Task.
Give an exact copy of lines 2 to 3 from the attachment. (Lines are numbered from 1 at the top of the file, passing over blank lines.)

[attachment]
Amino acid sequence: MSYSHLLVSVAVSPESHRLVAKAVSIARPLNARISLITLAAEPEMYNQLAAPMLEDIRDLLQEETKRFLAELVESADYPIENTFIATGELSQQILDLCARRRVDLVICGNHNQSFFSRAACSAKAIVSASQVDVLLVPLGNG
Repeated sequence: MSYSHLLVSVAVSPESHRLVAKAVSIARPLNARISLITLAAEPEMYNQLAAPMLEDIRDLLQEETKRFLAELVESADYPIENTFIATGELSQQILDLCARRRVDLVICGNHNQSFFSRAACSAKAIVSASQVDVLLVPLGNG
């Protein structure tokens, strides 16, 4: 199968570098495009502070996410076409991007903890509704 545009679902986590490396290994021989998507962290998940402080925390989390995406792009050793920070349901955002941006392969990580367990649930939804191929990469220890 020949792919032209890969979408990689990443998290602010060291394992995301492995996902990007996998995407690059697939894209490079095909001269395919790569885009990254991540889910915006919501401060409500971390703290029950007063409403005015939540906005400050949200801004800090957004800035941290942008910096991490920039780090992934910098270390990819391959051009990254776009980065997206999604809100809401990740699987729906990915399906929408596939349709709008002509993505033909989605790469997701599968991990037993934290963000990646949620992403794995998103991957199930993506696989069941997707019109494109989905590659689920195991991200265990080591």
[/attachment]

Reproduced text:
Repeated sequence: MSYSHLLVSVAVSPESHRLVAKAVSIARPLNARISLITLAAEPEMYNQLAAPMLEDIRDLLQEETKRFLAELVESADYPIENTFIATGELSQQILDLCARRRVDLVICGNHNQSFFSRAACSAKAIVSASQVDVLLVPLGNG
């Protein structure tokens, strides 16, 4: 199968570098495009502070996410076409991007903890509704 545009679902986590490396290994021989998507962290998940402080925390989390995406792009050793920070349901955002941006392969990580367990649930939804191929990469220890 020949792919032209890969979408990689990443998290602010060291394992995301492995996902990007996998995407690059697939894209490079095909001269395919790569885009990254991540889910915006919501401060409500971390703290029950007063409403005015939540906005400050949200801004800090957004800035941290942008910096991490920039780090992934910098270390990819391959051009990254776009980065997206999604809100809401990740699987729906990915399906929408596939349709709008002509993505033909989605790469997701599968991990037993934290963000990646949620992403794995998103991957199930993506696989069941997707019109494109989905590659689920195991991200265990080591």